The automotive sector was particularly hard hit in 2020: OICA reported that sales of automobiles worldwide fell 12% in 2020, with significant regional differences.1 Vehicle sales decreased by over 20% in the EU and nearly 30% in North America, but decreased by only 6% in China and increased by 8% in South Korea. Vehicle sales began to surge in the second half of 2020 and early 2021, but the ongoing global chipset shortage has slowed the recovery. Vehicle sales in the EU were lower in the 3rd quarter of 2021 than in the same months of 2020.2

Not all sectors have been adversely affected by the pandemic and new opportunities are opening up for operators

Despite the disruptions due to chipset shortages, operators in the automotive market have opportunities for revenue growth. The electric vehicle market, in which a large proportion of cars are connected, is growing rapidly, although the automotive market in general is struggling. Hybrid electric vehicles and electrified vehicles accounted for over 22% of all car sales in the EU in 2020, up from 9% in 2019.3 5G will enable operators to offer higher quality in-car services, such as in-car entertainment and over-the-air software updates.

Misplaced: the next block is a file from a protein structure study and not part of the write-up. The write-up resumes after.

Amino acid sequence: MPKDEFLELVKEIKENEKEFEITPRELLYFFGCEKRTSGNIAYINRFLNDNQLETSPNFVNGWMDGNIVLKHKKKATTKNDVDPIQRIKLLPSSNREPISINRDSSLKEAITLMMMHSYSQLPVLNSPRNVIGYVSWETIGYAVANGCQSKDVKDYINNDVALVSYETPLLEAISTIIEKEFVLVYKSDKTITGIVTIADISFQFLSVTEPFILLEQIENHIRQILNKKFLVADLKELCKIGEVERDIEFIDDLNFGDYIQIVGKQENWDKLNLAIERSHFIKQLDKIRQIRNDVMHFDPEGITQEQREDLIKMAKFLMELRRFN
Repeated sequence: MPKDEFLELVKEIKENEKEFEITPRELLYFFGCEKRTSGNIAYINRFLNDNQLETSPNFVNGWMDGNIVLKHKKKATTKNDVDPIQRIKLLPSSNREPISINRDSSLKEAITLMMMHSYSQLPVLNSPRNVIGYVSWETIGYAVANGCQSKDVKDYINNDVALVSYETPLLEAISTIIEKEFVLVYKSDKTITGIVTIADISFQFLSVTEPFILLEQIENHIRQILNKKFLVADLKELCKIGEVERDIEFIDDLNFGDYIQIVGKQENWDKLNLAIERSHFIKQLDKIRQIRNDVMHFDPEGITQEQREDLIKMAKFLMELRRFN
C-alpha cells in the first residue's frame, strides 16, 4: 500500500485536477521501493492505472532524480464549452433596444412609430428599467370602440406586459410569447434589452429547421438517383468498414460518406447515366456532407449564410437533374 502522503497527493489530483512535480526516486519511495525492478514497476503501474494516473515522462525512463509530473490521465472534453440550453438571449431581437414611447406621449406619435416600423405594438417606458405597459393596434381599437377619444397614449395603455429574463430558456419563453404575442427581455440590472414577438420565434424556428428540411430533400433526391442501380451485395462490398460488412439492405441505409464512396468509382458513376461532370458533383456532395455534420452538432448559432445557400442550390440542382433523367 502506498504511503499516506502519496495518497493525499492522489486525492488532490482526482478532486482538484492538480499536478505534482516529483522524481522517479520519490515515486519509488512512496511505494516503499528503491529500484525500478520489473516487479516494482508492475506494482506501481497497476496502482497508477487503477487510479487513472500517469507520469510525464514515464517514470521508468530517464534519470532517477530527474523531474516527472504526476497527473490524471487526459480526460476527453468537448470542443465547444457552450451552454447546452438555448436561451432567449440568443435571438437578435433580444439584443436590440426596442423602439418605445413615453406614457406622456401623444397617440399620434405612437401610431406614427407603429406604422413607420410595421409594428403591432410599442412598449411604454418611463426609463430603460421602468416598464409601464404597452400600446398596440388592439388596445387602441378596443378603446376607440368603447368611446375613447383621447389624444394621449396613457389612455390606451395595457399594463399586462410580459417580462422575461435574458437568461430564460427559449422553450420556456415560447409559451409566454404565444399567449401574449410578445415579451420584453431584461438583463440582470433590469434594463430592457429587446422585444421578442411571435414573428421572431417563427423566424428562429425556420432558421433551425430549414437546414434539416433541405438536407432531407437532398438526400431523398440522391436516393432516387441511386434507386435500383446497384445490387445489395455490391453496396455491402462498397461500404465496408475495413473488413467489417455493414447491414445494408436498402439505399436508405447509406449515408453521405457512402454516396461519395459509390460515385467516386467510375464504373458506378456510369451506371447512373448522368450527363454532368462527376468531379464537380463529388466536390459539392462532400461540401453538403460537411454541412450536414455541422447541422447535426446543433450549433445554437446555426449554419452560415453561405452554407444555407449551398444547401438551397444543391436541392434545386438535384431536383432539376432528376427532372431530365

The COVID-19 pandemic has also accelerated the digitization of other sectors and thus opened up further IoT opportunities for operators.

  • Healthcare. The added pressure on hospitals and health clinics and the need for social distancing have forced the healthcare sector to adopt virtual solutions such as telemedicine, remote patient monitoring, and remote clinical study. Healthcare has long been a challenging market for operators due to its strict regulations and fragmented nature, but operator activity in the healthcare sector has increased since the pandemic began. Vodafone has connected over 20 million healthcare devices and partnered with Deloitte in October 2021 to accelerate the adoption of connected healthcare solutions. KORE is also very active in the US healthcare market after acquiring Integron, a healthcare specialist, in December 2019 and aims to have $ 300 million in healthcare sales by 2025.
  • sale. The switch to contactless payment during the pandemic helped to increase the number of connected point-of-sale (PoS) terminals. The use of PoS terminals has also benefited from the relaxation of payment regulations and the increase in the contactless spending limit in several countries.